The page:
By Kyle Mizokami, The National Interest
In the precision shooting world, quality and affordability rarely go hand in hand. The pursuit of accuracy means precision rifles can often cost in the thousands of dollars. One of America’s most prolific gun makers with a reputation for both quality and affordability has released a rifle that manages to combine both, shattering the entry cost for the precision rifle world.
(This first appeared earlier in the month.)
Traditionally, the bar to becoming a quality, long-range precision shooter has been a high one. In order to shoot at exceptionally long ranges of 700 yards or more, an enthusiast has typically needed a relatively expensive, high-quality rifle. Companies such as Accuracy International made purpose-built precision rifles (also manufactured for military sniper use) or highly trained gunsmiths would take an unexceptional rifle, such as the Remington 700, and extensively customize it. The cost of such a rifle could easily range into the thousands of dollars—and that’s not even counting the cost of the scope.
In 2015, Sturm Ruger shook the precision rifle world with the introduction of the Ruger Precision Rifle. Founded shortly after World War II by William Ruger and Alexander McCormick, Ruger has concentrated on producing quality but relatively inexpensive firearms. Generally speaking, Ruger is to firearms what Ford is to the world of automobiles. Ruger has become known for such weapons as the Mini-14 semi-automatic rifle, the Hawkeye hunting rifle, and the GP100 double action revolver.
The Ruger Precision Rifle, or RPR, is based on the action of its budget Ruger American bolt action hunting rifle. The RPR uses the same three-lug bolt action, but that’s where the similarities end. The RPR has a cold hammer-forged chrome-moly steel barrel available in 20-, 22-, and 2- inch barrel lengths. The barrel is tipped off with the Ruger Hybrid Muzzle Brake, which minimizes barrel flash while at the same time mitigating noise and blast to the left and right of the shooter. Neighboring shooters who have been on the receiving end of muzzle brakes without blast mitigation in mind will appreciate the RPR’s reduced signature.
The base model Ruger Precision Rifle, in .308 Winchester, is 42.75” inches long with its stock extended, three inches wide, and 7.3 inches high. The rifle can fold its stock to the side, cutting length to an impressive 31.6 inches. The rifle weighs 9.8 pounds, and with a suitable scope and bipod will probably weigh just under thirteen pounds.
The RPR was first released in .308 Winchester, one of the most common precision shooting calibers, followed by 6.5 Creedmoor. Ruger has recently expanded its lineup to include even longer range calibers including 6mm Creedmoor, .300 Winchester Magnum, and the largest of all, .338 Lapua Magnum. Each rifle comes with two ten-round Magpul magazines. In order to tempt existing precision shooters who might be curious what the buzz is all about, Ruger made the RPR capable of accepting industry standard Accuracy International magazines.
The RPR is clearly meant to appeal to members of the AR-15 sporting gun crowd interested in getting into precision shooting. The rifle is externally similar to an AR platform weapon, with an aluminum handguard equipped with the M-LOK fastening system. A full-length Picatinny rail runs along the top of the upper receiver for attaching a rifle scope, with a twenty minute of angle rise adjustment already built in to bullet drop at long ranges.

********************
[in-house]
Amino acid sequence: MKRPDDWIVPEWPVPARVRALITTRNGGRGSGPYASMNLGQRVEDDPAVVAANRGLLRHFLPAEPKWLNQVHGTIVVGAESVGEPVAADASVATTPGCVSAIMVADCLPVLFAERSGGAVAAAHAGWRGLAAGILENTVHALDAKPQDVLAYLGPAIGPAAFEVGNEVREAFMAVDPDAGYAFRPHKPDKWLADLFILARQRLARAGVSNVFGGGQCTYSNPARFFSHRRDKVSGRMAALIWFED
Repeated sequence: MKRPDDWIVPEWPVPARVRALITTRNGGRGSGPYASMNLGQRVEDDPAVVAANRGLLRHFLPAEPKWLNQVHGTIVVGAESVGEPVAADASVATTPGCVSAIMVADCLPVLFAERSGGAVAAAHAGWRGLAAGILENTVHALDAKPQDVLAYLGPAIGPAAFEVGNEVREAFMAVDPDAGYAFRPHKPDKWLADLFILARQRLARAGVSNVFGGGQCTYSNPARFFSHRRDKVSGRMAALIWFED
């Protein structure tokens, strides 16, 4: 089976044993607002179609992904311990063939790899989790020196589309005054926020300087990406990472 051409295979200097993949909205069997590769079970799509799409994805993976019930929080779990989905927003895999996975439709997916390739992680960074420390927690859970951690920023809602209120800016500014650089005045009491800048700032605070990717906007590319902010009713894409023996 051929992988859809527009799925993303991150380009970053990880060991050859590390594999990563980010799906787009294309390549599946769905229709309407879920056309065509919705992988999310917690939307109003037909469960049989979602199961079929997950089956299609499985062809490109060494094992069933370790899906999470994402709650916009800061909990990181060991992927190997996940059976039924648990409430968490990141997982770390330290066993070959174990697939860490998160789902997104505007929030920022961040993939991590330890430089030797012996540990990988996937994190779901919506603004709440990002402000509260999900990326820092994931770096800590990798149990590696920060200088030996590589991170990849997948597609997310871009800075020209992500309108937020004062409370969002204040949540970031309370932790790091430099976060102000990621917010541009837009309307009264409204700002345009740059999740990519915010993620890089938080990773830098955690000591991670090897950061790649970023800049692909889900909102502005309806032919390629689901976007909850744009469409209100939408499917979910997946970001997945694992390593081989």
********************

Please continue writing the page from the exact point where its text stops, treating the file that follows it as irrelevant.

Other friendly features include a pistol grip that can be replaced with literally one of dozens of AR-15 compatible pistol grips. The stock is attached to an AR-style buffer tube (although the bolt action design does not use a buffer and buffer spring) allowing the shooter to attach, different types of AR-compatible stocks. Nevertheless, the existing stock is very well thought out, with an adjustable length of pull ranging from 12” to 15.5” and an adjustable cheek riser.
The real test of the RPR is accuracy. First, a note on measurement: a key metric in the world of rifle accuracy is minute of angle, or MOA, is 1.047 inches at 100 yards. Rifles are typically fired and their groups measured based on how large—or small—a circle that can fit all the bullet holes inside is. The U.S. Army considers a rifle capable of placing a grouping of shots within a 1.047 inch circle, or 1 MOA, a sniper rifle.
According to most reviews, the Ruger Precision Rifle is capable of “sub-MOA” performance, but accuracy varies depending on the type of ammunition used. The extremely well-regarded Precision Rifle Blogachieved .91 MOA accuracy with Hornady A-MAX ammunition, with accuracy just over 1 MOA with match and hand-loaded ammunition. Likewise, Rifle Shooter Magazine achieved .6 MOA with Hornady A-MAX but just above 1 MOA with Hornady Superperformance SST. Sniper Central shot much better groups with Winchester and Hornady match ammunition, ranging from .5 MOA to .88 MOA.
Ruger has been able to develop a sub-MOA rifle at an extremely affordable price. With a list price of $1,599 and street prices considerably lower than that, the RPR is an economical way to get into the precision rifle hobby. The rifle’s low cost makes it an attractive rifle not only for first-time long-distance shooters but also a compelling choice for those already in the hobby. Paired with an optic and match ammunition, the Ruger Precision Rifle is difficult to beat.
Kyle Mizokami is a writer based in San Francisco who has appeared in The Diplomat, Foreign Policy, War is Boring and The Daily Beast. In 2009 he co-founded the defense and security blog Japan Security Watch.